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August 03, 2005



True, but don't sports coaches say "I can't put in what God left out"?


True, but don't sports coaches say "I can't put in what God left out"?


You should sound like Trueman - one of nature's number 11 sloggers who worked on his batting until at the end of his career he was going in at 7 for Yorkshire. I'm old enough to remember this.

I'm inclined to think this is a function of the bottomless appetite of the media for instant "celebrities", now usually celebrated chiefly for being celebrities, which leads young athletes to believe that if they don't spring fully armed from the head of Jove, they'll get a bum deal and be left on the bench. (Sorry, metaphor pile up there.)

Paul Davies

I'd be careful with the Cantona/Zola/Bergkamp thing - and you can extend that to Di Canio, Le Tissier etc - they all spent longer on the training ground than anyone else, but mainly because they just liked playing the game more than the others. It doesn't mean Cantona/Le Tiss/whoever spent hours and hours perfecting the short pass so they could play like Makelele - the point with these genius types is that they can do all the simple shit already, it bores them to do it over and over again, much likely running around like a Beckham, it's just not as much fun, and the motivation for tracking back is never going to be the same as the motivation for running rings around the defence.

It's the same with the English language in a way - those that have mastered it break its rules all the time, because it entertains them (and their audience) more than anything else.

Back to the cricket, I think you always need a balance, and England are perhaps a bit flair-heavy at the mo, but as Pietersen has shown, these guys can play sensibly when they need to, they're good like that. There will always be a place for an Atherton at the top of the order and a Makelele in the middle of the park, but by no means are they MORE important than the KPs and the Le Tissiers.


Good point you're making, but Atherton, Boycott and Hussain all had vast amounts of natural talent. They all became blockers, which might have affected our opinion of them.

Andrew Strauss would, I'm sure, dispute your opinion too. He is by no means massively talented, but has worked tirelessly to achieve his goals and get to the top of the world.

Sorry, I'm sounding like a moaning old cricket anorak! Just thought I'd balance it out a little though...


Well, I think Hoggard, for example, has improved his batting tremendously. And whilst he may always be looking for the big shot, Harmison has some impressive shots for a no 10!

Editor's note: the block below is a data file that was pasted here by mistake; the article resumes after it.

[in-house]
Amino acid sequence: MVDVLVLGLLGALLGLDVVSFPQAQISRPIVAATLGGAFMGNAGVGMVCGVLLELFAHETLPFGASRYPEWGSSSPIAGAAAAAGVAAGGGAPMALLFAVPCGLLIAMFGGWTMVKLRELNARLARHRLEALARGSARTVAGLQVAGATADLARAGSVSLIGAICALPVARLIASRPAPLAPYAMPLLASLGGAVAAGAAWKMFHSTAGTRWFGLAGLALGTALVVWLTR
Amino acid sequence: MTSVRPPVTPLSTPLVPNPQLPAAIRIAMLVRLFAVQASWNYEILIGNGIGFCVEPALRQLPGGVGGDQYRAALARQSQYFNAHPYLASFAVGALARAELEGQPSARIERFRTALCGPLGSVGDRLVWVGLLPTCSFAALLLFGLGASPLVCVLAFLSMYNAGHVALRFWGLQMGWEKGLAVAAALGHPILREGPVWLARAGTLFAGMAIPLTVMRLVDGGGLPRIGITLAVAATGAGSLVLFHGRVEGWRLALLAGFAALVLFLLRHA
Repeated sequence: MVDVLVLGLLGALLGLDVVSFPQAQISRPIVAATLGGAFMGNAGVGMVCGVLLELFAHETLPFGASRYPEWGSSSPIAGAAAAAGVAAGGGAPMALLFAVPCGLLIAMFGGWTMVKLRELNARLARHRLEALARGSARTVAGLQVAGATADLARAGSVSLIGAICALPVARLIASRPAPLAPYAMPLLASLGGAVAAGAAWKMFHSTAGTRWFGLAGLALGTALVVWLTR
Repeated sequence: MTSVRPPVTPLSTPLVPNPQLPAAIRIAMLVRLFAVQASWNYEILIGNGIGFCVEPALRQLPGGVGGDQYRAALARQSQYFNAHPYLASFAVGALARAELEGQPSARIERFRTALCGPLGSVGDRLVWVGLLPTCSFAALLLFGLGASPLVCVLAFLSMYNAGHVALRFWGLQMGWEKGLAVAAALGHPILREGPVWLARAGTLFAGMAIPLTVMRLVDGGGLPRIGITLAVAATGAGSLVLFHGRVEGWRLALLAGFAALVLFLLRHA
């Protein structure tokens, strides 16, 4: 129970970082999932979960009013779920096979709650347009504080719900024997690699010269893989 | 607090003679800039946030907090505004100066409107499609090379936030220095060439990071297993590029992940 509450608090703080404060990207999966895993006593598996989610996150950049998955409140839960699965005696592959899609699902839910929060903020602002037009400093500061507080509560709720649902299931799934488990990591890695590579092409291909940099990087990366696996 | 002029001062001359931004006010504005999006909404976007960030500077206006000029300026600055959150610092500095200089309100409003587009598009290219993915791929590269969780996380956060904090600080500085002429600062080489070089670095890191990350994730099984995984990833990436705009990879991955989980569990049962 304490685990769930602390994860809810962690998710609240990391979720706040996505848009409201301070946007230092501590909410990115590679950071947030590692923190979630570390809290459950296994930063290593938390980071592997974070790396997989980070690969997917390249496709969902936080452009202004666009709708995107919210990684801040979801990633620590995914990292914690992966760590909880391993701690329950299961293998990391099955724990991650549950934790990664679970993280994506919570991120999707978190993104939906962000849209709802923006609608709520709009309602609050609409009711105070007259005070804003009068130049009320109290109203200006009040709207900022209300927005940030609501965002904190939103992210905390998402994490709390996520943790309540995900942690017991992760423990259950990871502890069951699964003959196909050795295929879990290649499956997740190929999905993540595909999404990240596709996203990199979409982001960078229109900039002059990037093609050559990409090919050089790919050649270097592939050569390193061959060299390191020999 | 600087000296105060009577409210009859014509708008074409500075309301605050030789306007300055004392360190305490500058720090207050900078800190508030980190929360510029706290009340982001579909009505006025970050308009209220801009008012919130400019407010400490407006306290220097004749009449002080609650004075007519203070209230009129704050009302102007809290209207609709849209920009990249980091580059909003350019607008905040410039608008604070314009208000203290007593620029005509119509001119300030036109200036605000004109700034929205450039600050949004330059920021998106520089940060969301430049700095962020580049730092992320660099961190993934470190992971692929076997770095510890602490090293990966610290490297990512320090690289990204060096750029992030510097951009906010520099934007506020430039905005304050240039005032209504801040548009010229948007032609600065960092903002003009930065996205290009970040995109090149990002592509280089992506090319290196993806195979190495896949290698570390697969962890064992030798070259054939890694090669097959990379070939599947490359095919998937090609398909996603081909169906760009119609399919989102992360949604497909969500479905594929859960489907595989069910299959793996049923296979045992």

As for practice; yes, to a certain extent it's needed. It was wrong to keep Anderson abck so long. But if we're talking about central contracts, then we want to be keeping our best bowlers out of game situations on a semi-regular basis, purely to prevent burnout.

nick mallory

i think this is a little unfair on the england team - who are after all outplaying the best team in the world at the moment.

freddie flintoff was widely ridiculed for being an overweight underachiever at the start of his test career, as his bowling regressed to short defensive spells and his batting usually promised far more than it delivered. through hard work he's got fit, become perhaps our most feared strike bowler and become a major test batsman.

simon jones has recovered from a career threatening knee injury to master reverse swing and has perhaps been the best fast bowler in the series.

kevin pieterson actually started off as an off spinner in south africa and has turned himself into a match winning attacking batsman for england after finding his path blocked by racial quotas in his native land.

atherton and hussain had to temper their stroke playing because of the weakness of the batting around them. especially as captains they felt that if they got out the rest of the team might crumble. had they been surrounded by some more flair players their own flair would have been able to blossom more freely.

one of the charms of cricket is that a good team requires such an interestig mix of completely different skills, physiques, attitudes and personalities. even the great west indian team of the early eighties had the absurdly limited larry gomes bolstering its explosive middle order. england however made an important decision at the start of the series, to pick the explosive young match winning pieterson over the experienced, old, face saving graham thorpe. who would now say such a decision was wrong?

talent is vital but i don't think the current crop of england cricketers show any want of application. the wasted days of gower and lamb and bothom - when practise was seen as a joke by these sublimely talented players - are gone.

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